How dumb do you have to be to allow your house to be stolen from you? So dumb you’d almost have to be a woke Harvard Law professor, in this case one who was punished for trying to be kind to a lesbian and her transsexual friend. Like a lot of people, I read this insane story of what has to be one of the most elaborate con jobs ever pulled and thought, “What Tom Wolfe would do with this!” Rod Dreher came up with the perfect headline: “Bonfire of the Trannities.”
The Cut, the site on which the story appears, is making something of a specialty of serving up yummy schadenfreude for conservatives by relentlessly exposing the foibles of the expensively educated and strenuously woke. The story is really long but if you can’t make time for it, I’ll tell it backwards. Two extremely wicked people, one of them a cute French-American woman and the other her transsexual (man to woman) friend, apparently are running multiple overlapping scams against unsuspecting men for no reason except to mess with them. Don’t ask them for motives: “I just hate the patriarchy, that’s all.” The French cutie lures men to bed by walking up to them on some ridiculous pretext, like not being able to find the batteries in a hardware store, and saying something like, “By the way, you’re very attractive.” Men, be suspicious if this happens to you. You’re not irresistible.
Harvard Law Professor Bruce Hay, the mark in this elaborate story and a former liberal law clerk for Justice Scalia (who liked to have a devil’s advocate around), had sex with the woman a couple of times because he was pretty sure his wife wouldn’t mind. (She minded. They were legally divorced, but had moved back in together and were raising two children.) Hay didn’t ejaculate, due to his anti-depression meds, but later fell for it when the woman, a professed lesbian who said she didn’t have sex with other men, told him she was pregnant. Not only did he trust her, “he felt it would have been insulting for a heterosexual cisgender man to question a professed lesbian as to whether she’d had sex with other men. He believed her when she said her sexual relationship with him was an exception.”
Hay says she started making hysterical demands, got him to sign a sheaf of papers he didn’t read (he figured that since she was an accountant, she knew best) and on a thin pretext gave him a check for $3000 which he cashed. It turned out he had signed over his $3.5 million house to her and her trans buddy for lease at a nominal rate. The check was framed as a “security deposit.” The woman and her trans friend first moved all of the stuff out of the house, charging the expenses to his credit card, access to which he had also provided them.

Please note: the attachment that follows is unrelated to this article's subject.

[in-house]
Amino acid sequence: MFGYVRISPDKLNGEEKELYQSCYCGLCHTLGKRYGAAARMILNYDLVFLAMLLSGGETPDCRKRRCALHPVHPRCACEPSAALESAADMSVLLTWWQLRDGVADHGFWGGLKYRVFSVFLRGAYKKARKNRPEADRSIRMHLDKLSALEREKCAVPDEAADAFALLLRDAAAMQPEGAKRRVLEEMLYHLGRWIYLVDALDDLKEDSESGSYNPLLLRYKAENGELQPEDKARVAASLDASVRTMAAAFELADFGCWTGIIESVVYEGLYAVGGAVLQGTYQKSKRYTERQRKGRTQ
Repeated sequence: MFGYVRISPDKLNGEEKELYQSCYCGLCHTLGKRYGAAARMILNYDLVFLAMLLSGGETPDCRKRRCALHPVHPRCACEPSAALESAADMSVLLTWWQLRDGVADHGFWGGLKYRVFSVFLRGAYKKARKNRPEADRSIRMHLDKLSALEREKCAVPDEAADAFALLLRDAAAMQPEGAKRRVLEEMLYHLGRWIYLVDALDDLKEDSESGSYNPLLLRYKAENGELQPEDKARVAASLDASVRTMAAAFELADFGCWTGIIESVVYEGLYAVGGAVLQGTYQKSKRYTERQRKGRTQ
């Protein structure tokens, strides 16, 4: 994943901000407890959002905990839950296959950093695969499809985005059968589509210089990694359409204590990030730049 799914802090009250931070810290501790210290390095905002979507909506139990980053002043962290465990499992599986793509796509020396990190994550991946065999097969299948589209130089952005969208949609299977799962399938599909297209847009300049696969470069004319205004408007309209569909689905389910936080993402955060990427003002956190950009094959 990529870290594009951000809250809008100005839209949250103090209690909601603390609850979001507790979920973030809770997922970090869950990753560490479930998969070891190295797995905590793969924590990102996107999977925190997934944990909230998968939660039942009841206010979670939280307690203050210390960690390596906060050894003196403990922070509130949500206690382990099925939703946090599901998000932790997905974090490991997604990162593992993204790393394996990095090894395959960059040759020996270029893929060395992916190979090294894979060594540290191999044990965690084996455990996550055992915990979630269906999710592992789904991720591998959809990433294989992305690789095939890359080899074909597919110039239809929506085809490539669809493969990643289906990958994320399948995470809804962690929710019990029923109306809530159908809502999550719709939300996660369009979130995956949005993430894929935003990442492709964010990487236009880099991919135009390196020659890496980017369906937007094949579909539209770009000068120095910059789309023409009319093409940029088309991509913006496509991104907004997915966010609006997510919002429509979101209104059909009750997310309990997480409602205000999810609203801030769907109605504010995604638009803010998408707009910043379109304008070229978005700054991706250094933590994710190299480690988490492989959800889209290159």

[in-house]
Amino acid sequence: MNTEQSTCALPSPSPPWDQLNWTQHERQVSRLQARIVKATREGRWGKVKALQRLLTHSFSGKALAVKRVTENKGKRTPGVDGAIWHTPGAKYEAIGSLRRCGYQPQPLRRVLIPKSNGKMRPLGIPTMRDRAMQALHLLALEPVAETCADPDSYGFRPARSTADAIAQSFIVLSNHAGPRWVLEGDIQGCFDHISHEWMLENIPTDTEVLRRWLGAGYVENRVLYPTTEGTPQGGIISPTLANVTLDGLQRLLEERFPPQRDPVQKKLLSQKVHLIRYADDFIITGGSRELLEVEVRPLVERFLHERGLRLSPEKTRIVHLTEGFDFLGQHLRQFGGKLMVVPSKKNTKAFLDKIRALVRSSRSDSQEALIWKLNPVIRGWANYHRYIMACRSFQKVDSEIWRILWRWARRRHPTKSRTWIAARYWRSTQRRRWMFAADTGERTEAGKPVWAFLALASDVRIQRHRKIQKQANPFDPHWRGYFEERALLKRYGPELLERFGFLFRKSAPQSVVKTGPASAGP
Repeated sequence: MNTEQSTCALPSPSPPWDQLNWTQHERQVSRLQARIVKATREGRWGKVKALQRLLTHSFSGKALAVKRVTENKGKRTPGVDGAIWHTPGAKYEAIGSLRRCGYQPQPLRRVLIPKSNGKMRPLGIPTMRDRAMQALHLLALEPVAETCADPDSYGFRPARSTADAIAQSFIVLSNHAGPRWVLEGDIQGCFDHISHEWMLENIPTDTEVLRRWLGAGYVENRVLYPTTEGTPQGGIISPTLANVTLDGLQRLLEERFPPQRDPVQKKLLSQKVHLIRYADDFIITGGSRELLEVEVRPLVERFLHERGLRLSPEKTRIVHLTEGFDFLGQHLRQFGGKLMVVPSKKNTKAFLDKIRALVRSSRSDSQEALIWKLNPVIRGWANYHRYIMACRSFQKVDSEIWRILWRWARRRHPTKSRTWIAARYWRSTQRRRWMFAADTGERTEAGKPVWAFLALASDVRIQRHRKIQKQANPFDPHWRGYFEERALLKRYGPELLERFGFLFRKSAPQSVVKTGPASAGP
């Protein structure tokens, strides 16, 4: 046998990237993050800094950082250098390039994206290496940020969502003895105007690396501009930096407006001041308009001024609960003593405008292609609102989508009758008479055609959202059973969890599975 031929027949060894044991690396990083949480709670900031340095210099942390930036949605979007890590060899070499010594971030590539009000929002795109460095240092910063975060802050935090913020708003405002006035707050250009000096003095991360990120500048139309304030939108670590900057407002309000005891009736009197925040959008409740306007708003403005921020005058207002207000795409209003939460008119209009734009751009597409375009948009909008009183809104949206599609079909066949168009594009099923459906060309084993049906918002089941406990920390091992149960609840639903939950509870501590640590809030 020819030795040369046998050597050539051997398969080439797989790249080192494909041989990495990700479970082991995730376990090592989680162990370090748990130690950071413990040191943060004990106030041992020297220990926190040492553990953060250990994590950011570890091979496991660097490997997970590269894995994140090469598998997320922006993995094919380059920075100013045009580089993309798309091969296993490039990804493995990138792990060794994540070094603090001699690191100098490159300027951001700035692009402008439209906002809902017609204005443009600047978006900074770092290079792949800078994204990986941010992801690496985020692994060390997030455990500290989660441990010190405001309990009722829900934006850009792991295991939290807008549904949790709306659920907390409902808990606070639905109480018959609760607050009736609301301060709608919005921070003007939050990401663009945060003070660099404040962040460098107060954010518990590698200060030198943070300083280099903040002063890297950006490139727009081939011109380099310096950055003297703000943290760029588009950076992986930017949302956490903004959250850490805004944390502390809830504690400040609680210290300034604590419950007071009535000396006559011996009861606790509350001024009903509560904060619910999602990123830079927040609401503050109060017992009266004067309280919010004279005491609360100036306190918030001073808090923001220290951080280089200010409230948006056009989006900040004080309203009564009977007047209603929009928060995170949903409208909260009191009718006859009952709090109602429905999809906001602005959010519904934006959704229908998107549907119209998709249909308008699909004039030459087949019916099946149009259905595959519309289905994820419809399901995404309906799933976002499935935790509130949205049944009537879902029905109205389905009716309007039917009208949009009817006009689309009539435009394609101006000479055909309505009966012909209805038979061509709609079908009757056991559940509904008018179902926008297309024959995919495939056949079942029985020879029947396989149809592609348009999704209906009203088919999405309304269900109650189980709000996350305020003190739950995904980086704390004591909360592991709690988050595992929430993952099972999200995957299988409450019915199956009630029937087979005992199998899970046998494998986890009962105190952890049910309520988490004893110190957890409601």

Fortunately for Hay his (ex) wife saw a lot of this coming and had arranged to have the house put in her name only, which made the lease invalid. Hay has incurred $300,000 worth of legal bills sorting all this out. Also, the woman who seduced him charged him — falsely, according to him — with sexual abuse, causing Harvard to suspend him automatically under its Title IX policy.
Hay got sucked into a vortex of things that light up all the pleasure circuits of the woke: a hip international lesbian, a trans person of color (Indian-Pakistani descent), an unconventional living arrangement (the two friends, plus the boyfriend of the transsexual, were raising children together), Harvard, and, of course, lots of political discussions about victimhood. Hay was under the impression that the trans person was the victim in this story when in fact he was. He fell for a progressive honey trap.
Hay, by the way, wrote a vile piece that amounted to dancing on the grave of his former employer Scalia when the latter passed away. The piece essentially charged Scalia with making life miserable for people like . . . the people who were making life miserable for Hay.
Just about no one deserves to live the nightmare that happened to Hay, but the credulity that comes along with super-wokeness is stunning to behold. Once you have willed yourself to believe that a man can become a woman simply by identifying as one, what else might you be willing to believe? This piece is the slippery slope in the form of a black comedy. Dreher says a friend wrote to him, “the story has it all — decadence in our elite institutions, erosion of due process, a bizarre transgender subplot, Modern Family-style living arrangements.” He follows up with this: “You can’t keep crazypants liberals from blowing up their lives, but from a public policy point of view, the most important question raised by this story is: What is it going to take to get Title IX reform?”